Vince Verhei: On the Cardinals' fourth-and-inches play, I would have bet my car on play-action and a quick slant or out to Fitzgerald. Seriously, a Tim Hightower sweep?!?! With your season on the line?! Major cajones right there.
Doug Farrar: What's that phrase they use on the Gatorade commercial that everyone thinks is a commercial for something else? Lowercase god? I think we need to add Larry Fitzgerald to that list.
Russell Levine: First-and-goal and Arizona decides to play the clock instead of Philly. You HAVE to throw one fade ball to Fitz in this series. You can't settle for a two-point lead and plenty of time left.
Bill Barnwell: Well, on the last drive, the Eagles finally beat the Eagles. Congratulations to the Cardinals, who executed brilliantly on their final drive. That's what this game ended up coming down to.
Doug Farrar: I'll be the first to say it: They are not who we thought they were. No matter what happens in the last two minutes of this game, any questions about the legitimacy of the Arizona Cardinals, in this season and beyond, just got capped right in the ass. That is, as long as Kurt Warner doesn't retire and leave the franchise in the hands of Matt Leinart...
Aaron Schatz: They will win this game, but I would like to disagree. If the Cardinals are the team that has won three straight in the postseason, they are also the team that lost by 21, 28, and 40 points in their last five regular-season games. After the game, and for the next two weeks, we'll hear a lot of "nobody believed in us," but some reporter needs to ask them: Why should anyone have believed in you? Have you seen the film of your game in New England? Aren't you the same guys who let Tarvaris Jackson throw for four touchdowns IN YOUR BUILDING? Were different people wearing your uniforms? That was you, right?
I can't think of anybody who thought three weeks ago that the Arizona Cardinals would be going to the Super Bowl. Seriously? Was there anyone?
Bill Barnwell: Can this kill the idea that momentum is some sort of trend that matters, at least?
Vince Verhei: You could ask the same thing about the Eagles, who played poorly against Arizona and still lost by only seven. How could they look so bad in the loss to Washington and the tie against Cincinnati? In a year like this, where there are no real great teams, the Cardinals are just as "very good" as anyone else.
Aaron Schatz: I should say that I'm not arguing against their legitimacy, they won the three games they had to win. However, they aren't just as "very good" as anyone else -- or at least, they weren't during the regular season. Very good teams don't lose by three touchdowns over and over again. Minnesota wasn't a great team this year, and neither was New England, and those teams CRUSHED Arizona. Minnesota did it on the road, for crying out loud.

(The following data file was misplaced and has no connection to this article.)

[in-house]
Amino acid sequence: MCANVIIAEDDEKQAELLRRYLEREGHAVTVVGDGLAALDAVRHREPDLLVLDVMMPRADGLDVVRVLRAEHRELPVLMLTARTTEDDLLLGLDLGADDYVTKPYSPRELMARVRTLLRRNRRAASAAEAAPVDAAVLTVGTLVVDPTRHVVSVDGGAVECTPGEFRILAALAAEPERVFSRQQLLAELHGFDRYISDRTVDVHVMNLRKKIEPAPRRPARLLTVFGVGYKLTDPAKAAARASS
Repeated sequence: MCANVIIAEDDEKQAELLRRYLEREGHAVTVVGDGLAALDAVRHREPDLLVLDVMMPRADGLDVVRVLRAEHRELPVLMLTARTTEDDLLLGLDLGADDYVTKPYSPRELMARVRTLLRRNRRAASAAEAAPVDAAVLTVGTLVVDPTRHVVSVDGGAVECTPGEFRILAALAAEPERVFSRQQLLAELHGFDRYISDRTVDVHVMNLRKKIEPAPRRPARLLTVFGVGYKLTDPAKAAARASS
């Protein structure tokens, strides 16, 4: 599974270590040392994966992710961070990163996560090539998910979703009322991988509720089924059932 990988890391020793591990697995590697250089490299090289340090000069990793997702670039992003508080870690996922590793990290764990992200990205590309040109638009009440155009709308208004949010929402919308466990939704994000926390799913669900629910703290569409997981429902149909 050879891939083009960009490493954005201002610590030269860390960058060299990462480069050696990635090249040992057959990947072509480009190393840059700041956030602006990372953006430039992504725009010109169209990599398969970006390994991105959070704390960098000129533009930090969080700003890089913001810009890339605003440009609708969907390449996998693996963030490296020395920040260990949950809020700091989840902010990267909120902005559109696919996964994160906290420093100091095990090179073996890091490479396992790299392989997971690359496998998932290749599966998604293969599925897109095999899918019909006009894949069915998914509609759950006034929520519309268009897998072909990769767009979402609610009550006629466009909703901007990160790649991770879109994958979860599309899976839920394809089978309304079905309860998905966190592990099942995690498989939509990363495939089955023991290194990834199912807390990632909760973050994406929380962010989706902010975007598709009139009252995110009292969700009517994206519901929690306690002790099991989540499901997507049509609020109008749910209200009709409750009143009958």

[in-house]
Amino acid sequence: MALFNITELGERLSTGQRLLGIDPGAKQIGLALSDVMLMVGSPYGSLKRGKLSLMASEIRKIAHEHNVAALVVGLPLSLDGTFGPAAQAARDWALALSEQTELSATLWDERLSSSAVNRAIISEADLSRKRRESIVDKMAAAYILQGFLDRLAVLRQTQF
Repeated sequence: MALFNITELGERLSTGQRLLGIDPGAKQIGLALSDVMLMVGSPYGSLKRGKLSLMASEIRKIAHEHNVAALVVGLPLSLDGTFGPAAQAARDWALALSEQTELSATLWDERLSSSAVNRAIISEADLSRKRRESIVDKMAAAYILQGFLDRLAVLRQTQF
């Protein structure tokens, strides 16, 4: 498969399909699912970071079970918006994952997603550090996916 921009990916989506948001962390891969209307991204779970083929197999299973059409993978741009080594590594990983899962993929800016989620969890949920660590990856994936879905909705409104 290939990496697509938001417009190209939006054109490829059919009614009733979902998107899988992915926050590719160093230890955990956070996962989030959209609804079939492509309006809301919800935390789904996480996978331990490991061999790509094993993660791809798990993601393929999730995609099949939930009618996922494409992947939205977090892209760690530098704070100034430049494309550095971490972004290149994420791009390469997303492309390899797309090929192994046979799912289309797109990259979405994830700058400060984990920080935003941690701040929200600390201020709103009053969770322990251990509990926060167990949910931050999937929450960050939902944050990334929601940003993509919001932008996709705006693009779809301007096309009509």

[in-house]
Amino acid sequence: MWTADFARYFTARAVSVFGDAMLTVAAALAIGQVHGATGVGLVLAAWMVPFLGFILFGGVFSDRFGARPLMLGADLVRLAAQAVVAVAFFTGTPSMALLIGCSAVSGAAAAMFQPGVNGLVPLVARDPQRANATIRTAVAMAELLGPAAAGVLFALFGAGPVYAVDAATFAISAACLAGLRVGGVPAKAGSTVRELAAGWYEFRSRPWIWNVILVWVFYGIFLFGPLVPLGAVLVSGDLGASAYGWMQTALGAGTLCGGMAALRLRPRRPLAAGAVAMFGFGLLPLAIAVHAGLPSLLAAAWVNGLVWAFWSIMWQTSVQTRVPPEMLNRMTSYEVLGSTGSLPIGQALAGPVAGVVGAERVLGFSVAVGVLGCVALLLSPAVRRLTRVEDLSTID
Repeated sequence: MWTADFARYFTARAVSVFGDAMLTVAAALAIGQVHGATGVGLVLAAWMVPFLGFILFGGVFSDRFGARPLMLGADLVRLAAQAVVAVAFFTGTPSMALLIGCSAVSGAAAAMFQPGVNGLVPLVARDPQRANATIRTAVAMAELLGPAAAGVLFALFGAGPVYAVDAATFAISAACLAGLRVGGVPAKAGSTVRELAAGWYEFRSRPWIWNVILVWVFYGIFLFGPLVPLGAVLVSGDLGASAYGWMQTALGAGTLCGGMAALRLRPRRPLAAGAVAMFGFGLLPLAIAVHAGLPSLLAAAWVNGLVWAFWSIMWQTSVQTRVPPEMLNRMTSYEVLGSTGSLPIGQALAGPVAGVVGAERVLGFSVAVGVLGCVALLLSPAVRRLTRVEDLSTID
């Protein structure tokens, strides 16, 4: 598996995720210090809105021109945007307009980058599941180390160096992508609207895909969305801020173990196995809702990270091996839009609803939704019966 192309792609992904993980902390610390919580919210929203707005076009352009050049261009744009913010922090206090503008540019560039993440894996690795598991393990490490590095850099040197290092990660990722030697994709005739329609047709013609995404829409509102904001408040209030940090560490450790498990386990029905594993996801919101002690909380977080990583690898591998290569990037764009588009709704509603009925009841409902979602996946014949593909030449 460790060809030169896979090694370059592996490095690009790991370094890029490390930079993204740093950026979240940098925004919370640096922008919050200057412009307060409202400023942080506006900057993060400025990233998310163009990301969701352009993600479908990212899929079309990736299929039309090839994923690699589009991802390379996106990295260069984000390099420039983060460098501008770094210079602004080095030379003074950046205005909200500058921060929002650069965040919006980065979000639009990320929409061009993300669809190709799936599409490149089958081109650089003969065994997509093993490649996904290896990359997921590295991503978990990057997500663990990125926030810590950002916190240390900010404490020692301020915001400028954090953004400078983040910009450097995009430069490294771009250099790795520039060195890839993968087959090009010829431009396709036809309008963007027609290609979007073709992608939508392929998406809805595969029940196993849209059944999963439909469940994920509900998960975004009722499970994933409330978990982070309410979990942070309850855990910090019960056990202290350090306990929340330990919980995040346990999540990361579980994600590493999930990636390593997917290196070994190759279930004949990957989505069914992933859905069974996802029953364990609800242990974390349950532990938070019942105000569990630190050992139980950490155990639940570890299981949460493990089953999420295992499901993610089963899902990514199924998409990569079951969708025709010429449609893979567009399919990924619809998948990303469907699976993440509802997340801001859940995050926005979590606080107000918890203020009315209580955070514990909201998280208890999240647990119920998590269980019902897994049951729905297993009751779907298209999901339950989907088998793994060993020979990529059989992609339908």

I don't know. Is something going on in the NFL now where we no longer can extrapolate from regular-season performance? Nothing the Cardinals have done over the last three weeks can change the fact that they sucked in November and December.
Ned Macey: This result is not really surprising, given what we knew in the regular season. The Cardinals defense was mediocre to bad, but they have a dynamic offense. I know I'm a broken record, but Edgerrin James is a lot better than Tim Hightower, and they ran the ball well in the first half. I guess the game should have been a draw between the powerful Cardinals offense and Eagles defense, but instead the Cardinals offense was great. On nine meaningful drives, the Cardinals scored five times, and they never turned it over.
I will say, and maybe this is being a sore loser, but my two favorite teams are the Colts and the Eagles. Is the official policy to swallow the whistle or call it like every other play at the end of the game? I've always supported calling it normally (so wasn't too upset at the officiating after the Colts game), but if the cornerback hits your leg and knocks you to your knees, that's pass interference. And if it is not with the game on the line, I want my defensive holding call back in overtime against the Chargers.
Mixed bag for McNabb today. But you have to take the occasional erratic play with the great play. He misses throws other quarterbacks can make, but he makes throws most quarterbacks cannot make. It is a lot like Chad Pennington, where the faults are obvious, but the net is a very good quarterback. This loss was more like the 2001 NFC Championship game, where the defense just was not good enough.
I guess I'd just say that yes, in three games anything can happen, but the Cardinals are a lot less predictable than other teams if only because of the home field. The Giants went on the road three times to play three really good teams. The Cardinals played the pretty good Falcons at home, the good Panthers on the road, and the very good Eagles at home.
But to back Aaron's opinion, the Eagles KILLED this team in the regular season. So we should have expected the Cardinals to win? That doesn't make sense.
Bill Barnwell: Red Sox-Rockies is on the MLB Network right now -- both teams are an example of the Arizona narrative twisted around.
The Red Sox rested their guys in September and got chastised for it.
The Rockies were the young, excitable team with the sudden home field advantage coming off two dominant wins in the previous round.